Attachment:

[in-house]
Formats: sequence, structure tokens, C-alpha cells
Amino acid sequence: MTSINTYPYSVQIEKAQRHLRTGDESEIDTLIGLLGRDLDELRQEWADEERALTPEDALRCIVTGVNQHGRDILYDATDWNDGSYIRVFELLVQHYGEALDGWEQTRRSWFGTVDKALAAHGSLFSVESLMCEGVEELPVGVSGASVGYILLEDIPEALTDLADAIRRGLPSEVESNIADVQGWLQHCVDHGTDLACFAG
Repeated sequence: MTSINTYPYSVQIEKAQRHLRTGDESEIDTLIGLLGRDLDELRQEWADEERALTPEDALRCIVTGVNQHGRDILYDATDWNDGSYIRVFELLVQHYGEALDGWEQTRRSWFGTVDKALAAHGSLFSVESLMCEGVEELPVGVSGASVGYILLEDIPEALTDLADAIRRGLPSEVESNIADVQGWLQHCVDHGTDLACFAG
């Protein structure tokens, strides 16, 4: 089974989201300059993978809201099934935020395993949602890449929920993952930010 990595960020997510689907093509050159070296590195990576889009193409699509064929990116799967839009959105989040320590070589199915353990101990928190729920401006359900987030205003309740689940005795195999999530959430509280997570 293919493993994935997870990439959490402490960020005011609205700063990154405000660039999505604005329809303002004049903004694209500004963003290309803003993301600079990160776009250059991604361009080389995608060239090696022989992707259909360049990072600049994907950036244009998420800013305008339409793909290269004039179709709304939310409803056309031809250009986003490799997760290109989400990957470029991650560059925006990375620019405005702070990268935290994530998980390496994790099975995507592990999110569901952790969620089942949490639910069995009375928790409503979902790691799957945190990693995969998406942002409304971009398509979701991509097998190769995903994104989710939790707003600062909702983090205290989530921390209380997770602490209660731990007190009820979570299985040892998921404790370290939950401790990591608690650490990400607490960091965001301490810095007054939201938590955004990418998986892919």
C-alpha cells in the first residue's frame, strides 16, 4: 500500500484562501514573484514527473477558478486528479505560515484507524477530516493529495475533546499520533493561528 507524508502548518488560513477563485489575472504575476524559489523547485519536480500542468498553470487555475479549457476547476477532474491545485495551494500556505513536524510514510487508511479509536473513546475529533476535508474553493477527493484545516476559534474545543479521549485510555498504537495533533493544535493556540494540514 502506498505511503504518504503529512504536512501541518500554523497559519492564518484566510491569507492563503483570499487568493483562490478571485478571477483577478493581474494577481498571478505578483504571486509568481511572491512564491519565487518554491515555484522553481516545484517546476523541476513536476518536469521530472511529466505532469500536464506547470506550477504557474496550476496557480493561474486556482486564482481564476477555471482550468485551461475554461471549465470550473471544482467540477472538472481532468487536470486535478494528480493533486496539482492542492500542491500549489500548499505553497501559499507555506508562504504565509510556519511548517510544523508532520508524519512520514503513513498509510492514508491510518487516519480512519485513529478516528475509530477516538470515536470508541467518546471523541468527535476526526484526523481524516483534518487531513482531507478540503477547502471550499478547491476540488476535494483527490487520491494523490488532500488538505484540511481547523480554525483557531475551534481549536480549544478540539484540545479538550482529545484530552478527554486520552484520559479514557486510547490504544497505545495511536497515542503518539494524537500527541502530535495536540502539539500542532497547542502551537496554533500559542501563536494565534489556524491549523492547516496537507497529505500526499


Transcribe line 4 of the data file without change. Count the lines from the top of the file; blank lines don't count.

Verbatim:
Repeated sequence: MTSINTYPYSVQIEKAQRHLRTGDESEIDTLIGLLGRDLDELRQEWADEERALTPEDALRCIVTGVNQHGRDILYDATDWNDGSYIRVFELLVQHYGEALDGWEQTRRSWFGTVDKALAAHGSLFSVESLMCEGVEELPVGVSGASVGYILLEDIPEALTDLADAIRRGLPSEVESNIADVQGWLQHCVDHGTDLACFAG